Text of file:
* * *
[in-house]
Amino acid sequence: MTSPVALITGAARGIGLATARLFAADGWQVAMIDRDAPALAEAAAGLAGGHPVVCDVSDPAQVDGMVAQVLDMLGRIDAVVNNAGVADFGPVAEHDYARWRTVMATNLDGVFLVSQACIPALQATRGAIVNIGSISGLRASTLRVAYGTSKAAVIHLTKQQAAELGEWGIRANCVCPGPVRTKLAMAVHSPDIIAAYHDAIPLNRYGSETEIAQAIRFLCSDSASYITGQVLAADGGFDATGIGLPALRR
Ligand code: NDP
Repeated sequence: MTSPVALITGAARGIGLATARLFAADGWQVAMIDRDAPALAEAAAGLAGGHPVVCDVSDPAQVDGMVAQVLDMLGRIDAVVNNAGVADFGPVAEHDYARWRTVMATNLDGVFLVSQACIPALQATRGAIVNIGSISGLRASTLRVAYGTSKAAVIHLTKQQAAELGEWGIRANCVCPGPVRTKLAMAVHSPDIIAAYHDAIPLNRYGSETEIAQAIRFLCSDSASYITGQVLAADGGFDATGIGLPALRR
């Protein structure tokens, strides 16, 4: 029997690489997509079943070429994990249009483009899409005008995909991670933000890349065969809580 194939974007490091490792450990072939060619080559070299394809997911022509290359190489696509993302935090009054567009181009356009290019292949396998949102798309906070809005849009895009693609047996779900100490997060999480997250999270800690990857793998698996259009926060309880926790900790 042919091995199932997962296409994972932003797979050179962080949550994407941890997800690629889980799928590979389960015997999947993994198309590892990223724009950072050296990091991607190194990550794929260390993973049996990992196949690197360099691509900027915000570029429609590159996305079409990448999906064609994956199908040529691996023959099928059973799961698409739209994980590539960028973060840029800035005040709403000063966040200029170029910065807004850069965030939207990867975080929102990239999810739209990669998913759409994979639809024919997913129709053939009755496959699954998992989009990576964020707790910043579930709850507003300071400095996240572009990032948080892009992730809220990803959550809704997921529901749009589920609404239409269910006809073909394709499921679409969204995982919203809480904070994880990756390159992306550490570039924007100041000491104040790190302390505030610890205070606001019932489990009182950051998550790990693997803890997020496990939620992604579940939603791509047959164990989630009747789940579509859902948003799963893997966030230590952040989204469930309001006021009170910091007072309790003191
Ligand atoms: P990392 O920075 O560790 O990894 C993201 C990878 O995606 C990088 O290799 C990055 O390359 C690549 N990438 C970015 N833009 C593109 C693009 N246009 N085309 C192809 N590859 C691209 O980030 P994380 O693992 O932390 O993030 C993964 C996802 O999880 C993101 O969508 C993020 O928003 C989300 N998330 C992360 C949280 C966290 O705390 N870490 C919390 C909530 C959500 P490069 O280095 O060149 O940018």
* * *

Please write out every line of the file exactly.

[in-house]
Amino acid sequence: MTSPVALITGAARGIGLATARLFAADGWQVAMIDRDAPALAEAAAGLAGGHPVVCDVSDPAQVDGMVAQVLDMLGRIDAVVNNAGVADFGPVAEHDYARWRTVMATNLDGVFLVSQACIPALQATRGAIVNIGSISGLRASTLRVAYGTSKAAVIHLTKQQAAELGEWGIRANCVCPGPVRTKLAMAVHSPDIIAAYHDAIPLNRYGSETEIAQAIRFLCSDSASYITGQVLAADGGFDATGIGLPALRR
Ligand code: NDP
Repeated sequence: MTSPVALITGAARGIGLATARLFAADGWQVAMIDRDAPALAEAAAGLAGGHPVVCDVSDPAQVDGMVAQVLDMLGRIDAVVNNAGVADFGPVAEHDYARWRTVMATNLDGVFLVSQACIPALQATRGAIVNIGSISGLRASTLRVAYGTSKAAVIHLTKQQAAELGEWGIRANCVCPGPVRTKLAMAVHSPDIIAAYHDAIPLNRYGSETEIAQAIRFLCSDSASYITGQVLAADGGFDATGIGLPALRR
């Protein structure tokens, strides 16, 4: 029997690489997509079943070429994990249009483009899409005008995909991670933000890349065969809580 194939974007490091490792450990072939060619080559070299394809997911022509290359190489696509993302935090009054567009181009356009290019292949396998949102798309906070809005849009895009693609047996779900100490997060999480997250999270800690990857793998698996259009926060309880926790900790 042919091995199932997962296409994972932003797979050179962080949550994407941890997800690629889980799928590979389960015997999947993994198309590892990223724009950072050296990091991607190194990550794929260390993973049996990992196949690197360099691509900027915000570029429609590159996305079409990448999906064609994956199908040529691996023959099928059973799961698409739209994980590539960028973060840029800035005040709403000063966040200029170029910065807004850069965030939207990867975080929102990239999810739209990669998913759409994979639809024919997913129709053939009755496959699954998992989009990576964020707790910043579930709850507003300071400095996240572009990032948080892009992730809220990803959550809704997921529901749009589920609404239409269910006809073909394709499921679409969204995982919203809480904070994880990756390159992306550490570039924007100041000491104040790190302390505030610890205070606001019932489990009182950051998550790990693997803890997020496990939620992604579940939603791509047959164990989630009747789940579509859902948003799963893997966030230590952040989204469930309001006021009170910091007072309790003191
Ligand atoms: P990392 O920075 O560790 O990894 C993201 C990878 O995606 C990088 O290799 C990055 O390359 C690549 N990438 C970015 N833009 C593109 C693009 N246009 N085309 C192809 N590859 C691209 O980030 P994380 O693992 O932390 O993030 C993964 C996802 O999880 C993101 O969508 C993020 O928003 C989300 N998330 C992360 C949280 C966290 O705390 N870490 C919390 C909530 C959500 P490069 O280095 O060149 O940018």